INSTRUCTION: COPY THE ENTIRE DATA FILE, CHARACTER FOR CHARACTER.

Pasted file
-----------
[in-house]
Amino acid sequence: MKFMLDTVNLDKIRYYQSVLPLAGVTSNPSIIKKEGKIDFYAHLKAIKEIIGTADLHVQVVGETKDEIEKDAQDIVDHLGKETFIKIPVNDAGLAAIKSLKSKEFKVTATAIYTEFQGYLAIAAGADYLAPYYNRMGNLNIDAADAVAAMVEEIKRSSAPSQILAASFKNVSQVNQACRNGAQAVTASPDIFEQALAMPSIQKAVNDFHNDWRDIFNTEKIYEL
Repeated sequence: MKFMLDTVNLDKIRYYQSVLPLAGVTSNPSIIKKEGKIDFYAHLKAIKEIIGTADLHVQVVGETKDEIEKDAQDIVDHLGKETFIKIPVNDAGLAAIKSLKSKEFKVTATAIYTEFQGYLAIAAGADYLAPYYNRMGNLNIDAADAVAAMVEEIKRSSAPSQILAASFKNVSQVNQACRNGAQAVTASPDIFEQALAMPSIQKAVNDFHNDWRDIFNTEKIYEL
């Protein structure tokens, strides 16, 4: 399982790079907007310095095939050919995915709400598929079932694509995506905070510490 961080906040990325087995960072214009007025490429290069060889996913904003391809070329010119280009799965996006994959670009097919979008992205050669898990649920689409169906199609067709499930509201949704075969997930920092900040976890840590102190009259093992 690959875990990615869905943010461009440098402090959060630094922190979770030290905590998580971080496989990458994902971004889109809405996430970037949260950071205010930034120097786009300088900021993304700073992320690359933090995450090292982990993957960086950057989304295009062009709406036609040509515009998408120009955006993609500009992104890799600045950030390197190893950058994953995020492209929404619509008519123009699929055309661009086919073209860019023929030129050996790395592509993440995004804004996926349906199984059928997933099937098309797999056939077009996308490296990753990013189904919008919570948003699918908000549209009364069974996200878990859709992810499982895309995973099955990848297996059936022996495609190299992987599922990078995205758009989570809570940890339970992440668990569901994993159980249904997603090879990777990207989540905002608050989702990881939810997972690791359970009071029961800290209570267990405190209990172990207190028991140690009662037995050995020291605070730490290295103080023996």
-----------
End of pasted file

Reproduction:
[in-house]
Amino acid sequence: MKFMLDTVNLDKIRYYQSVLPLAGVTSNPSIIKKEGKIDFYAHLKAIKEIIGTADLHVQVVGETKDEIEKDAQDIVDHLGKETFIKIPVNDAGLAAIKSLKSKEFKVTATAIYTEFQGYLAIAAGADYLAPYYNRMGNLNIDAADAVAAMVEEIKRSSAPSQILAASFKNVSQVNQACRNGAQAVTASPDIFEQALAMPSIQKAVNDFHNDWRDIFNTEKIYEL
Repeated sequence: MKFMLDTVNLDKIRYYQSVLPLAGVTSNPSIIKKEGKIDFYAHLKAIKEIIGTADLHVQVVGETKDEIEKDAQDIVDHLGKETFIKIPVNDAGLAAIKSLKSKEFKVTATAIYTEFQGYLAIAAGADYLAPYYNRMGNLNIDAADAVAAMVEEIKRSSAPSQILAASFKNVSQVNQACRNGAQAVTASPDIFEQALAMPSIQKAVNDFHNDWRDIFNTEKIYEL
């Protein structure tokens, strides 16, 4: 399982790079907007310095095939050919995915709400598929079932694509995506905070510490 961080906040990325087995960072214009007025490429290069060889996913904003391809070329010119280009799965996006994959670009097919979008992205050669898990649920689409169906199609067709499930509201949704075969997930920092900040976890840590102190009259093992 690959875990990615869905943010461009440098402090959060630094922190979770030290905590998580971080496989990458994902971004889109809405996430970037949260950071205010930034120097786009300088900021993304700073992320690359933090995450090292982990993957960086950057989304295009062009709406036609040509515009998408120009955006993609500009992104890799600045950030390197190893950058994953995020492209929404619509008519123009699929055309661009086919073209860019023929030129050996790395592509993440995004804004996926349906199984059928997933099937098309797999056939077009996308490296990753990013189904919008919570948003699918908000549209009364069974996200878990859709992810499982895309995973099955990848297996059936022996495609190299992987599922990078995205758009989570809570940890339970992440668990569901994993159980249904997603090879990777990207989540905002608050989702990881939810997972690791359970009071029961800290209570267990405190209990172990207190028991140690009662037995050995020291605070730490290295103080023996």